This match sparkled. Gideon & Sukamuljo – world #1 – have already won the title twice but in the last year have consistently lost to the Japanese duo. The pace was superhuman. There was little to choose between these two teams as the intensity increased. No one cracked, no one avoided responsibility, here were four athletes trying everything to succeed. In the final set the Minions trailed 0-6, at the break they had pulled it back to 9-11. Marcus and Kevin bombarded Yuta & Hiroyuki in the last points but the Japanese held firm under incredible pressure. In the end the Japanese pair won the title. They deserved to win but Kevin and Marcus did not deserve to lose. It was a priviledge to watch.

Women’s Singles – Tai Tzu Ying

The Queen is the Queen.

All of TTY’s fans must have anticipated this tournament with a mixture of excitement and dread. We knew she had enjoyed success in January with the Begaluru Raptors and it was clear she was focusing on key competition in the run-up to Tokyo 2020. Her committment and strategy were perfect and in a repeat of 2019 she met CHEN Yufei in the final. This time the honours went to the Queen. (a longer appreciation of TTY’s progress through the YAE will be appearing on this blog as a standalone piece).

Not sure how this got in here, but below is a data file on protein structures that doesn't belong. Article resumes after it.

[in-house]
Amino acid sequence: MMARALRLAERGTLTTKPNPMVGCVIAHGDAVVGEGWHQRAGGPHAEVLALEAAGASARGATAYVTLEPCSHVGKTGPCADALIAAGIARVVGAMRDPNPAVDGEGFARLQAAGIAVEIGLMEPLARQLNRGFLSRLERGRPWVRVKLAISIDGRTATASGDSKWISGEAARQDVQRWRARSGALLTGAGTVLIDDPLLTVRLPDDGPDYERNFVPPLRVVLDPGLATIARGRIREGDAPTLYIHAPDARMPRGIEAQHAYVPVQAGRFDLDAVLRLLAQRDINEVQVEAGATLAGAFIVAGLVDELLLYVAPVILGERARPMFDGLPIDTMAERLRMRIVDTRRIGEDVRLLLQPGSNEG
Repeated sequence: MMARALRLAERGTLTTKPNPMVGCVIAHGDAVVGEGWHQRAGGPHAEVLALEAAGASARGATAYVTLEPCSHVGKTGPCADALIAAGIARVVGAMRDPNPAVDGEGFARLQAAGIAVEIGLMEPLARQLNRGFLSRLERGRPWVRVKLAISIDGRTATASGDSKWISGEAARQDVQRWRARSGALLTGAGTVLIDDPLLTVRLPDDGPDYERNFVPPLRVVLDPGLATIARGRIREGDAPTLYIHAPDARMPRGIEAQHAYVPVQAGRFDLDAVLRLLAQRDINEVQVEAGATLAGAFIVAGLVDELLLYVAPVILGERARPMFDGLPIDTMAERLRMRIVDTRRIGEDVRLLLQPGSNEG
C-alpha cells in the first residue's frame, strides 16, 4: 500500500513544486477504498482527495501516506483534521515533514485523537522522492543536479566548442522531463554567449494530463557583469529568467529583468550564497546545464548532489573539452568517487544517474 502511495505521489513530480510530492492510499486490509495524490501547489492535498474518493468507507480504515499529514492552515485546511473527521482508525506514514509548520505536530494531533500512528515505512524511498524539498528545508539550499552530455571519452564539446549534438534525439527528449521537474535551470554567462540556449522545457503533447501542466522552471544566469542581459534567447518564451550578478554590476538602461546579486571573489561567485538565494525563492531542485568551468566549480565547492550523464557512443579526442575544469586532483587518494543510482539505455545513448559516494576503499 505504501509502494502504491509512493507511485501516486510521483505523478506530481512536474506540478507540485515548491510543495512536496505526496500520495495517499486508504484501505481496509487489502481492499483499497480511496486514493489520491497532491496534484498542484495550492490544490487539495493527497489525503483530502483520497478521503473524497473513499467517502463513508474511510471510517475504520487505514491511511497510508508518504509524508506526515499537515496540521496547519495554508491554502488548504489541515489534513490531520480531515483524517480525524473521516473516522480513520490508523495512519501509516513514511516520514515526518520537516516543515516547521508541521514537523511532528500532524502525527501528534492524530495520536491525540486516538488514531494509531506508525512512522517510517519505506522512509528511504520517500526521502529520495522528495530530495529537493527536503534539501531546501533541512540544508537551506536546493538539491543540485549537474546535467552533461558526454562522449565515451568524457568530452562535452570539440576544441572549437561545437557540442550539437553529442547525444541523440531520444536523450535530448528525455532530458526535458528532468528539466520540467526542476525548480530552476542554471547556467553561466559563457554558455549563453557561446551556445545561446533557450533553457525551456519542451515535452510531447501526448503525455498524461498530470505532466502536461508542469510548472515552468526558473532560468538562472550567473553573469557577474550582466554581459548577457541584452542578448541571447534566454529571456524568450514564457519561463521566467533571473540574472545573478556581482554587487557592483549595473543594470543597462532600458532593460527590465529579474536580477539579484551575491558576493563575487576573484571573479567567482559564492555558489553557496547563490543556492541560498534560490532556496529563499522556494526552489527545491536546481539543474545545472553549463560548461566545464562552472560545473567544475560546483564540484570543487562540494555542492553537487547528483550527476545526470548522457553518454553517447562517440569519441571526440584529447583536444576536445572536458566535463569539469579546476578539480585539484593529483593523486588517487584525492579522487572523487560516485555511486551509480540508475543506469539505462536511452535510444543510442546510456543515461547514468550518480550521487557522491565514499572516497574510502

Follow the link here https://womensbadminton.co.uk/2020/03/23/tai-tzu-ying-the-triple-champion/

Women’s Doubles – Yuki Fukushima & Sayaka Hirota

All week Fukuhiro had been focused with a quiet confidence. This match had them in dominant form with Hirota especially dazzling with her interceptions at the net. Early on they were finding space with long cross-court precise shots. Their movement around court was fluent as they continued to pressurize DU/LI and raced to a 10-4 lead. The Chinese pair were struggling to find space but they gradually slowed the Fukihiro momentum to get to 9-14.

Hirota’s competitive vision and her ability to get to the shuttle at pace meant that DU/LI could not challenge the control the Japanese pair had. Fukushima was equally aggressive and her appetite for smashing – especially XC – was significant in keeping DU/LI ‘s ambitions down. The Japanese pair secured the title in two sets and they were worthy winners.

Men’s Singles – Viktor Axelsen

Axelsen demolished the #1 seed CHOU Tien Chen in two sets. No games at this level are ‘easy’ but Viktor bulldozed his way through it whilst CTC will want to forget his error strewn match. The Dane grabbed his opportunity and after such a tricky 2019 disrupted by injury and allergies it’s fair to say he is getting back to his best.